|The singing glasses from the Museum of Paranormal Oddities have a strange and unusual means of creating sounds that enhance EVP.|
These antique glasses where picked up at an antiques store located in the village of Andersonville in Georgia. Andersonville's Civil War village has been preserved to show visitors how people would have lived during the days of the American Civil War, but behind this picturesque southern town, there exists a historical location so steeped in tragedy and atrocity, it's become known as one of Georgia's most haunted locations.
The Camp Sumter Military Prison (also known as " the Andersonville prion") was one of the South’s most horrific Civil War prison camps. Soldiers that were kept at Andersonville suffered poor treatment, neglect, starvation and disease. At the helm of this death camp was a man named Henry Wirz. Wirz was born in Switzerland in 1822 and came to America in 1849 to settle in New York before relocating to Louisiana with the hopes of continuing his work as a homeopathic physician.
After 1857, Wirz joined the 4th Louisiana Battalion. His time in service eventually put him into the southern prison system as a commander and he developed an infamous reputation as a hardened and cruel warden. In the winter of 1854 he received orders to go to Georgia. On March 27, 1864, he was given formal command of the stockade at the Camp Sumter Military Prison.
He was considered by many prisoners to be “the devil”, which they frequently referred to him. His attitudes towards prisoners varied from day to day, but this may have been a direct result of his lack of authority in the prison system. Higher ranking officers, frequently denied his request for medical treatment, food and provisions. Subsequently, Captain Wirz was a product of this environment and no one suffered more because of it than the prisoners he was in charge of.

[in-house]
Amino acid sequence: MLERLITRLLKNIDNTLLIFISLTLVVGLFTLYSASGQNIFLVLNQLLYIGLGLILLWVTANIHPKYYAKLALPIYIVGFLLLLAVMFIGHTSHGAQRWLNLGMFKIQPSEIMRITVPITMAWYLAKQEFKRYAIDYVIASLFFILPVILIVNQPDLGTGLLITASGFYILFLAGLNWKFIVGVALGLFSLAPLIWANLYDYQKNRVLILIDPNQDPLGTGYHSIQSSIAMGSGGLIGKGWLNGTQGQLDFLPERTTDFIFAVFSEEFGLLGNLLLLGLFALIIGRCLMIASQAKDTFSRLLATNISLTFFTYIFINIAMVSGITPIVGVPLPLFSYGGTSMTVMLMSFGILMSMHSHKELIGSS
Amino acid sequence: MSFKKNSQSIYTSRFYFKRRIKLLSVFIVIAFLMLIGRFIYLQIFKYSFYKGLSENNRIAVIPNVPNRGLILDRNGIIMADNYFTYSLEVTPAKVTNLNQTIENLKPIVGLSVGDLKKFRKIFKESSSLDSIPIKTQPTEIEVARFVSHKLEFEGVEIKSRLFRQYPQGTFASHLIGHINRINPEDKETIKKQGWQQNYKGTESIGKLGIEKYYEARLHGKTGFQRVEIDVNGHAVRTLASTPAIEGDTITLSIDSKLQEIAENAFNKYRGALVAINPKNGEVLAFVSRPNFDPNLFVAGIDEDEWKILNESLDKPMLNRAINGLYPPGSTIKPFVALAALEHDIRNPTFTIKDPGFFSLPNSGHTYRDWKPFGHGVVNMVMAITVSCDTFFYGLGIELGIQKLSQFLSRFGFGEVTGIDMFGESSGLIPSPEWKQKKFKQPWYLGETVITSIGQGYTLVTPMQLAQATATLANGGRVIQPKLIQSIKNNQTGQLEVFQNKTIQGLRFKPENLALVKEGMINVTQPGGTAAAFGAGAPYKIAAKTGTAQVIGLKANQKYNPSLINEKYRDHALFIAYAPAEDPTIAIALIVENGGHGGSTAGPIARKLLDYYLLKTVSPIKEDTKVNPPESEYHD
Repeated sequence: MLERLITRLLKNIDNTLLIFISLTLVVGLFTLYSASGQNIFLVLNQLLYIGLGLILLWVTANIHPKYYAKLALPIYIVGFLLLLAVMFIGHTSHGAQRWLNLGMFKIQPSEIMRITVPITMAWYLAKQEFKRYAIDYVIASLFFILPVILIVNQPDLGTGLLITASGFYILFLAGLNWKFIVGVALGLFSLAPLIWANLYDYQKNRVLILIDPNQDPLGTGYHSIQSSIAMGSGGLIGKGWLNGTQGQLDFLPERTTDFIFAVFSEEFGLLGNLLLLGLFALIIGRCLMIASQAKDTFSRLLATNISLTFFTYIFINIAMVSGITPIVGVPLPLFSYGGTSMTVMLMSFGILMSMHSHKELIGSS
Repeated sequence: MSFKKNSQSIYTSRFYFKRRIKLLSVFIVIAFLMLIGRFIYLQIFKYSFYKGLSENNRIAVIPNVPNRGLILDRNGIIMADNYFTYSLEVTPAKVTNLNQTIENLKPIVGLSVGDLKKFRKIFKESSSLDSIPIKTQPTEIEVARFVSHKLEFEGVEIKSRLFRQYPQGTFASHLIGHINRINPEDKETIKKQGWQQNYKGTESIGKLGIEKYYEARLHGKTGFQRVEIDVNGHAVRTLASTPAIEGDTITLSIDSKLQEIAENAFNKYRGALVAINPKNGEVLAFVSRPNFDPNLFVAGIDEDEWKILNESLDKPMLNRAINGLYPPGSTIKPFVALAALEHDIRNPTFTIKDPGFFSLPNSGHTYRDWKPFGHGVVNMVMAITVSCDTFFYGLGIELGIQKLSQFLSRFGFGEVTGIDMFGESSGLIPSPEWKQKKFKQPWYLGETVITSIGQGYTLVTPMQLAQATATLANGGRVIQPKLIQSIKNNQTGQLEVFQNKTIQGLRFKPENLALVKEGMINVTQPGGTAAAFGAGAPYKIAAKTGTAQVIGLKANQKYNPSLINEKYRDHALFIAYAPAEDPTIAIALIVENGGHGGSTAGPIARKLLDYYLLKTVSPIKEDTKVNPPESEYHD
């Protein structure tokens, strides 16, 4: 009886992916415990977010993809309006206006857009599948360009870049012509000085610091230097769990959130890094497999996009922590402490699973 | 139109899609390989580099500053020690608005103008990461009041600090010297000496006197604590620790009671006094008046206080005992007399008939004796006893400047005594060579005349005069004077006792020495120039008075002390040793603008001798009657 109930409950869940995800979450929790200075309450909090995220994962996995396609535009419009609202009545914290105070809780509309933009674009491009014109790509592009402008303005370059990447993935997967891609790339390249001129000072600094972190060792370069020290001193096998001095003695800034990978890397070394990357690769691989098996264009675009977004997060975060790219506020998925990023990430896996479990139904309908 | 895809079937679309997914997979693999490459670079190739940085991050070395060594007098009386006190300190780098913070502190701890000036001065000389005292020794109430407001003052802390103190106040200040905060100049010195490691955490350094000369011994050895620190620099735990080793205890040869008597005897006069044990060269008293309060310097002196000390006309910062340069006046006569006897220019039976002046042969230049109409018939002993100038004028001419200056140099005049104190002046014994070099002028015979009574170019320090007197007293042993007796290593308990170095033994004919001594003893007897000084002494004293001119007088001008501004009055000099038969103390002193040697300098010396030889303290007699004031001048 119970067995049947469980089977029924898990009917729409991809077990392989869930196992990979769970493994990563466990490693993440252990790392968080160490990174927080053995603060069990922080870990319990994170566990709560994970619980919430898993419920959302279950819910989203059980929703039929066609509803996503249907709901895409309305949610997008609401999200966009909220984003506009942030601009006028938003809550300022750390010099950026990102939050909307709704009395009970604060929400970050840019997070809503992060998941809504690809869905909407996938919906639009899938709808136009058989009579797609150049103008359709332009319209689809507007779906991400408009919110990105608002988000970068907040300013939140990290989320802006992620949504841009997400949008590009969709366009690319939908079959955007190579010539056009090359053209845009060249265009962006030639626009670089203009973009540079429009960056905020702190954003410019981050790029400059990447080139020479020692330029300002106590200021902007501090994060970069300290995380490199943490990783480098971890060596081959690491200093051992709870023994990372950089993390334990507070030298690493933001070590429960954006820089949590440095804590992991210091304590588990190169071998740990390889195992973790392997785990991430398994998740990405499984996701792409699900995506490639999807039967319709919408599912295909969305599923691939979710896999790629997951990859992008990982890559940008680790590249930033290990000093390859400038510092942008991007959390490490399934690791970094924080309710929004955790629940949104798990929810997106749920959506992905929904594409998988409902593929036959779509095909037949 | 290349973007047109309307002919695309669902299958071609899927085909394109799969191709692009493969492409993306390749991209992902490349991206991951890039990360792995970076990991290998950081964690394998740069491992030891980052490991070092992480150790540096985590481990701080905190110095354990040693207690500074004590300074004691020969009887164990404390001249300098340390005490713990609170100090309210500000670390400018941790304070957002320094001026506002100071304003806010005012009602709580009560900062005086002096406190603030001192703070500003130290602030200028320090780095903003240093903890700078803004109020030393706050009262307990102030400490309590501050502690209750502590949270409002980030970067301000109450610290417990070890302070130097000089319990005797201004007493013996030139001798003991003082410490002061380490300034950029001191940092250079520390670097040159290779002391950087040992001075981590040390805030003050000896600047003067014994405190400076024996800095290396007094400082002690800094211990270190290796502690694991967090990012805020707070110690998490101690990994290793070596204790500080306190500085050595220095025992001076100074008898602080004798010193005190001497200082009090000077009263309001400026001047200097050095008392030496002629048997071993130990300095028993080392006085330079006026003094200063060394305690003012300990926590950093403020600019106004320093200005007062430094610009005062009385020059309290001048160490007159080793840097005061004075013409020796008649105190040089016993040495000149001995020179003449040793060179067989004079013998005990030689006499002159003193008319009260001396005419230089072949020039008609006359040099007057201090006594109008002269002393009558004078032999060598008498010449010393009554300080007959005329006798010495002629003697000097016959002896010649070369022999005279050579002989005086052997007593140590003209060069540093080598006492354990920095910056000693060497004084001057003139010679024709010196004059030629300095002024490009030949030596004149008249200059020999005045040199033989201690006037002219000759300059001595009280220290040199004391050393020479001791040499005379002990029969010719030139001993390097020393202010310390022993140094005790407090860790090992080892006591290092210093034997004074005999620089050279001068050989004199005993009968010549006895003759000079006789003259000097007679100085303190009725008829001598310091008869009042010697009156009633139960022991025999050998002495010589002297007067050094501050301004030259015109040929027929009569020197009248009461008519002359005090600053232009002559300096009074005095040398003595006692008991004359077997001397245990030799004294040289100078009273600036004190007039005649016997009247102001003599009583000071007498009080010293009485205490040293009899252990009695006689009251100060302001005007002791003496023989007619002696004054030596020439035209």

|Captain Henry Wirz was frequently called "the devil" by inmates at the Civil War prisons he was in charge of.|
Henry Wirz was tried for war crimes in the spring of 1865. He was found guilty, even though both sides of the law attempted to defend him, stating, “He was just following orders”. His case was a national sensation, and many of his Confederate supporters considered him a martyr. Wirz was hanged on November 10, 1865 and buried at the Mount Olive Cemetery in Washington D.C.
|The hanging execution of Captain Henry Wirz.|
Captain Wirz’s spirit is just one of many who allegedly haunt the Andersonville Civil War Camp and Cemetery. Though his ghost is seen quite often in the stockade, especially on the mock towers where guards would have kept watch, other ghosts roam the hallowed grounds at the cemetery, looking for innocent victims or perhaps, justification for their unusual burials.
By 1864, the growing number of prisoners at the military prison caused the population to explode to double the capacity. Disease was everywhere, starvation turned the men to mere skeletons, and neglect by the prison staff meant life at this prison camp came with a death sentence. This caused the prisoners to resort to violence and crime as a means of survival. As a result, authorities at the camp organized a small band of military police, known as “regulators”. They were given an order to round up the renegades and hold them in a separate area, outside the camp. Some of the inmates were charged with theft and petty offenses, but a few resorted to more dramatic crimes, including murder. This made conditions at the camp even more dangerous and eventually the populations of these syndicated groups of prisoners resulted in the capture of 75-150 men.